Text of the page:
What is new here and so dreadfully distressing is Peterson actually read Townley’s play, and, unlike those who have written about it before (e.g., Byrne), brings out how two of the servants below stairs are black. Probably enslaved people because the white servants resent them for not having salaries. What’s more insult them. I hope I need not repeat the ugly stigmatizing of these black servants’ looks and clothes, and a humiliating ritual (presented as comic) they go through on stage. The story of the farce is about how two “masters” (employers) decide to infiltrate (like moles) below stairs in order to see if their servants are as lazy and over-fed as they surmise. Surprise, surprise, they are. As lazy and overfed. The sneers here are just shameless — the play’s content reminds me of people in my neighborhood who are home-owners talking of tenants as if tenants were an ontologically untrustworthy inferior species.

Full disclosure: I read the text in Garrick’s abridged version in a 5 volume 1805 collection of plays I once (every so luckily) picked up in a Chichester book shop (The British Drama, comprehending the best plays in the English language published by William Miller, Bond Street, printed by James Ballantyne, Edinburgh, 1804 — 2 volumes of comedies, 2 of tragedies, 1 of operettas and farces, with 3 prefaces telling the history of the genres). I confess I never read High Life Below Stairs until last night. I was content to read other people’s descriptions of it. So I am grateful to Peterson.

Peterson of course absolves Austen of all snobbery: she claims The Visit shows Austen would have been very alienated by the masters’ plot: alas, The Visit has a very different story (a very slender one). Basically we can’t say what Austen thought of the story matter of High Life, nor do we know if the Austens played the servants’ parts in blackface. For myself I venture to suppose they did not as it would have been great trouble to blacken two people’s faces and then clean the material off. An illustration from the era printed by Peterson suggests an actual black person (negroid) playing KIngsston, the male black servant. The female, Chloe, is given hardly any lines. OTOH, I remember Jane Austen in her letters referring to musical performers as hirelings. In fact because of the apparently necessary hagiography towards Austen, her essay only somewhat faces up to its content.


Of the at least six actresses playing Miss Bates, for me Sophie Thompkins was the most moving even if in he candied 1996 Miramax Emma: here she is at the moment of realizing Emma’s humiliating mockery of her (1996 Emma, scripted McGrath)

The last essay I have room to report on here (I am trying to keep these blogs shorter), is Diane Reynolds’s “‘I am not helpless:’ Miss Bates as the Hidden Queen of Highbury.” It makes it into the printed edition (there is a hierarchy here, and those essays online are paradoxically often by “lesser” people. Reynolds treats Miss Bates being treated with full respect, hardly any qualifications. That’s unusual. Amanda Vickery is one of the voices who does. Reynolds argues that Miss Bates’s “logorrhea” (Tony Tanner’s word and I cannot resist it for its force and felt accuracy) are in part a conscious put-up job, and cover-up.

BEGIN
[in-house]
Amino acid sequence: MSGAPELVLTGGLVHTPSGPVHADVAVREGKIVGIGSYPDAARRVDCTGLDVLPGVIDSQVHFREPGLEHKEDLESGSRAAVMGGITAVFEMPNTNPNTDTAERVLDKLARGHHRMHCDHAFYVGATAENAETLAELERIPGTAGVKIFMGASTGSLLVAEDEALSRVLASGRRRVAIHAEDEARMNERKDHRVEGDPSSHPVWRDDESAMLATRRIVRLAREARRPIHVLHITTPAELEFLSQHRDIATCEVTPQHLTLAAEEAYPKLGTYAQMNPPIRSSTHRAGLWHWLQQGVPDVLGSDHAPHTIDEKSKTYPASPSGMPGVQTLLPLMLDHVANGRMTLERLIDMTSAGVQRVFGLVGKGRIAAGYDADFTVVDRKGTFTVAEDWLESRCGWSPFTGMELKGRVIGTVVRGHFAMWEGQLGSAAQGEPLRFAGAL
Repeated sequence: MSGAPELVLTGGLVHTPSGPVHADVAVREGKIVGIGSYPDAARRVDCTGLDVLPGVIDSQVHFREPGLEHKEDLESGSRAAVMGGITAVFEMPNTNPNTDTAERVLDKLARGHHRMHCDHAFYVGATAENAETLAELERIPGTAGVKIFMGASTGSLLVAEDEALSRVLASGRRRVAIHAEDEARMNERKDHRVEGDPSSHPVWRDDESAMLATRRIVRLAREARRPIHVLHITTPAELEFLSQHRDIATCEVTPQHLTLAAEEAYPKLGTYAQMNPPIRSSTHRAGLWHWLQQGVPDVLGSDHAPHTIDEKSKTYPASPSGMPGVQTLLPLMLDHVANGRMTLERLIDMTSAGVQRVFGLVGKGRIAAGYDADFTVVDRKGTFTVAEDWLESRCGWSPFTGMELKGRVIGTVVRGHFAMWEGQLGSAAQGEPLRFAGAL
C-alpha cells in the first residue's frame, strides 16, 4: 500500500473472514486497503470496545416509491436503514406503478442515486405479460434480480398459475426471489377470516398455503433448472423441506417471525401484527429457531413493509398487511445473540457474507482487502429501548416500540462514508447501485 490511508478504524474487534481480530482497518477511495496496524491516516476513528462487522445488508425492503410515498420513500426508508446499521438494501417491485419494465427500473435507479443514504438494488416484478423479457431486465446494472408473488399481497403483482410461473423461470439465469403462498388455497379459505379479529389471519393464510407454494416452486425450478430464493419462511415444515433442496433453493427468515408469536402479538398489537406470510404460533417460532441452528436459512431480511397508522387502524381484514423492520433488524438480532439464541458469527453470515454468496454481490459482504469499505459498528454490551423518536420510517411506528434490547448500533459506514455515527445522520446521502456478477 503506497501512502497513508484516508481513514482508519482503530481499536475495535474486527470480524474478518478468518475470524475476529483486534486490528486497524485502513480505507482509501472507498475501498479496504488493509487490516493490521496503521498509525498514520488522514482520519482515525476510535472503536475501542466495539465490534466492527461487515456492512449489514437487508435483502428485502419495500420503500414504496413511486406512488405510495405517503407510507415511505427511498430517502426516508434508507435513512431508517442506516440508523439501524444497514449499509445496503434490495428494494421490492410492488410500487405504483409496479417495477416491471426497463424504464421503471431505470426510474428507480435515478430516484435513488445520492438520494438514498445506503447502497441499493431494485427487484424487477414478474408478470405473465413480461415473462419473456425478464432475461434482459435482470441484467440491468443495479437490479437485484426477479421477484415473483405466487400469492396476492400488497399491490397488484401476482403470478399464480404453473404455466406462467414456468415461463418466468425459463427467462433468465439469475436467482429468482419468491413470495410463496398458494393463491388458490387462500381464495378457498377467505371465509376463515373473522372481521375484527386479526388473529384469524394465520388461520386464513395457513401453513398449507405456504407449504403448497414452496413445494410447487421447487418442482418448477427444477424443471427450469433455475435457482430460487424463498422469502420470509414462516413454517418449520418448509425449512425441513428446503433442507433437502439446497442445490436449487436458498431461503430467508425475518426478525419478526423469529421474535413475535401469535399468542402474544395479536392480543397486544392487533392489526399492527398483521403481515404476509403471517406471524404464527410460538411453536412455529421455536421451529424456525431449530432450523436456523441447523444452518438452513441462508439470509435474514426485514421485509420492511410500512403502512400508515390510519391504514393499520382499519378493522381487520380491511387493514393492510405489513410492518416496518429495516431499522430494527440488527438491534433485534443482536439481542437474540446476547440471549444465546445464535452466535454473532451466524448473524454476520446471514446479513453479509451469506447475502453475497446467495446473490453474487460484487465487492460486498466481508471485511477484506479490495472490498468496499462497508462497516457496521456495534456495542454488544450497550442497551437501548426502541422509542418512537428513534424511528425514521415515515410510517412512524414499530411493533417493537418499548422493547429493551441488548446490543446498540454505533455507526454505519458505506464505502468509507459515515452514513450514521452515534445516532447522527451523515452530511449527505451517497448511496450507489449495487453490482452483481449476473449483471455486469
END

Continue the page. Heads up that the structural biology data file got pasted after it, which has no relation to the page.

I’ve written postings and blogs to argue Miss Bates knows about Frank and Jane’s engagement (how could she not?) and if you read this logorrhea in place (at the ball, at the alphabet game, when the piano comes, and especially towards the end when Jane has been physically sick from Frank’s punishing treatment and Mrs Elton’s unbearable needling and pressure), Miss Bate’s words & stance protect Jane – one stance comes to mind of so many – when Jane is seen to not be able to find her wrap. Frank comes over and so it’s a moment very like the one where Miss Bates declares she is not helpless. Arguably, says Diane, Jane Fairfax is “the novel’s true heroine.”

I loved her characterization of Emma “uphold[ing] a hierarchy,” “pour[ing] out her uncensored venom.” Yes she has a “horror” of “being in danger of falling in with the second rate and third rate of Highbury who were calling on them forever” (we are to see that we see only a sliver of those who come and leave their cards or whatever).

By contrast to Emma, who is isolated except for those she choses to come under her domination (Harriet in the novel), Miss Bates is “continually in company” and we are told today and many believe that networking is power – to know a lot about neighbors and others is a kind of power.” Emma emerges as pathetic by your account. But I would qualify here that from what we see of Emma’s thoughts, just about everyone Emma meets she despises, she is bored by or can’t stand. It’s interesting whom Emma befriends, since she so little understands them. That suggests they are objects to her and she cares little about them (Harriet she drops with no problem, Frank too). Reynolds uses Rilke to justify her use of sub-textual matter (invisible) kept hidden, in the background and her reading against the grain.

The unconventionality here is the non-complacent depiction of Emma. The way some at JASNA talk of Emma has sickened me. Yet we must acknowledge Emma is super-rewarded at the lengthy end of the book – by contrast and similarity Jane Fairfax shows an inability to take too much company; she too loathes it but it of course susceptible to outrageous intrusive comments the way Emma is not. Myself I find a good deal of Jane Austen in both heroines. I also like the looking askance at the supposed deep understanding friendship of Austen and her niece Fanny Knight. In one of her letters to Fanny I feel Austen gives away she looks at Fanny as an amusing object for scrutinizing ironic study.

There is or could be a problem in claiming so much power for Miss Bates, except that Reynolds calls Emma a “magical” world and in that paragraph remind me of Trilling’s now old once well-known introduction to Emma where he declares it an idyllic or pastoral world where reality is sufficiently put aside so that we can laugh at or love these “imbecile” characters because in such an environment they don’t come to harm. What I mean to say is Miss Bates’s is what is nowadays called “soft power,” and soft power doesn’t go very far when you are ejected from your dwelling and have nowhere to live. Emma may mock, but Miss Bates, pace Mr Knightley’s justified worried sympathy (or maybe he is right), does not end up homeless because the marriage comes off. Highbury is not an Indian village and its financial customs and laws work very differently.

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Honesty is the new aegis in some of this collection. But honesty about Jane Austen, given the constituents of her fan-clubs, and the need for academics to sustain a position at their US universities (not exactly over-funded or bastions of anything near economic liberalism in the mid-20th century sense), and sceptical, well-informed (on Martha Lloyd’s movements), candid and against the grain looks at the plays and novels involved can go only so far.

Ellen